Feb 8, 2016 | By Benedict
Nowadays, in what could be considered a Golden Age of customization and specificity, knowing your measurements can be extremely valuable. Whether you’re a professional athlete looking for the perfect-fitting sportswear and equipment, or a patient requiring an artificial limb, the one-size-fits-all culture of past generations is surely behind us.
One piece of technology doing its best to assist made-to-measure services in a range of fields is the 3D scanner, which can capture 3D images of a body or body part. Unfortunately though, taking accurate 3D scans of humans and their various body parts can be tricky, since people are liable to move around, whether they want to or not, causing inaccurate data—a problem not associated with other, more stationary 3D scanning subjects.
Pieter Smakman, an Industrial Design Engineering and Integrated Product Design student at the Delft University of Technology, recognized this deficiency in 3D scanners and wanted to fix it, focusing particularly on 3D scans of the human hand—measurements of which can inform custom-made tennis rackets, steering wheels, prosthetic fingers, wrist fracture braces, and much more. The student thus set about designing Curatio: a dedicated 3D hand scanner.
“Good 3D scanners already exist, but they’re really only suitable for stationary objects,” Smakman explained. “They are not good enough for scanning the human body. If someone with their hand in the air has to stand on a rotating disc during a scan, the person can’t help but move. So a scan like this isn’t very accurate.”
Once Smakman had the idea for his project, he had to make a number of important design decisions. Via what method would his device capture the images? From what materials would he build the body of the scanner? What hardware would he use? After a thorough analysis phase, the student decided upon a photogrammetry scanner, for its flexibility, speed, and affordability.
The engineer decided he would build a “ring” of many cameras, between which a subject could place their stationary hand, with each camera firing at the exact same moment to eliminate movement problems. The designer built a PMMA frame using a laser cutter, using aluminum profiles to create two camera rings.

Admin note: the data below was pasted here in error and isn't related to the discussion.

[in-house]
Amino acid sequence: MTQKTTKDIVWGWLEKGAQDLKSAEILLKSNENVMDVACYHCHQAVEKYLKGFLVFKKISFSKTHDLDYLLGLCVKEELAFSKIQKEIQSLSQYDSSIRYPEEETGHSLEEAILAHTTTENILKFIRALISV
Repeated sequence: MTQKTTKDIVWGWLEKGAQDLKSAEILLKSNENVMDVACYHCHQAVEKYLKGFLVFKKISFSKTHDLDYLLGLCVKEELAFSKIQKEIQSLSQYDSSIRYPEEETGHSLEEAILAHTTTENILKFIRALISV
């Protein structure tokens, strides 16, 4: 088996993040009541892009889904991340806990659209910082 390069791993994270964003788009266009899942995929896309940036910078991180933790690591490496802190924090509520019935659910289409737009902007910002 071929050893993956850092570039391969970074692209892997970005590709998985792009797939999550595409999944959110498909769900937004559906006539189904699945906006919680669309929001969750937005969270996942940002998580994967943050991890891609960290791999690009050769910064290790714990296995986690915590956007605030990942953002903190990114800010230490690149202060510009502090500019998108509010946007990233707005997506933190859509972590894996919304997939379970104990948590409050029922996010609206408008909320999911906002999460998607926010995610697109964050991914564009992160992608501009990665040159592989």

To obtain the perfect camera placement, Smakman used a mannequin arm and set up a single Raspberry Pi camera in a number of different positions. “They are affordable printed circuit boards the size of a packet of cigarettes with the functionality of a fully-fledged computer,” Smakman said of the Raspberry Pi, which provided the brains of Curatio.
After over 100 scans, the designer found the perfect arrangement, which would require 32 Raspberry Pi cameras. He had initially been taking 48 photos for a single scan, but realized that fewer were required: “On the computer I discarded 1 photograph from each series, through which I discovered that 32 images were sufficient for producing a good 3D scan.”
The challenge facing Smakman now was figuring out how to operate those 32 cameras in perfect unison, in order to produce a flawless 3D scan of a human hand. He tested the mini computers by having them photograph a stopwatch simultaneously. Each photograph showed the exact same time to a hundredth of a second.
However, Smakman still had a problem when trying to send the images down the line to a main computer: the wireless network was overburdened. The quick-thinking student overcame this problem by incorporating a send delay into each Raspberry Pi. The code modification did the trick, and his 3D hand scanner was complete. “What I then felt... It’s truly wonderful when it all works,” the Curatio designer said. “Especially because no one has done this before.”
The prototype Curatio was able to produce hand scans with a maximum deviation of 1.5mm from the subject. Smakman envisions the 3D hand scanner being used as the starting point of a 3D printed wrist brace service called “Carpifix”. In the Carpifix business model, a patient could have their hand 3D scanned, after which medical professionals could use the 3D images to produce a custom-fit, 3D printed brace for that patient.
Smakman’s creation was first showcased at Dutch Design Week 2015 in Eindhoven, Netherlands.
Posted in 3D Scanning
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Bill Rodriguez wrote at 7/21/2016 3:34:06 PM:
This is very interesting! Do you have you code posted on github?
Kamrenae wrote at 2/14/2016 10:38:38 PM:
I'm looking to start an after school program for makerspace, but need to know where to begin?!?! Any help on this would be fabulous!! Thanks!!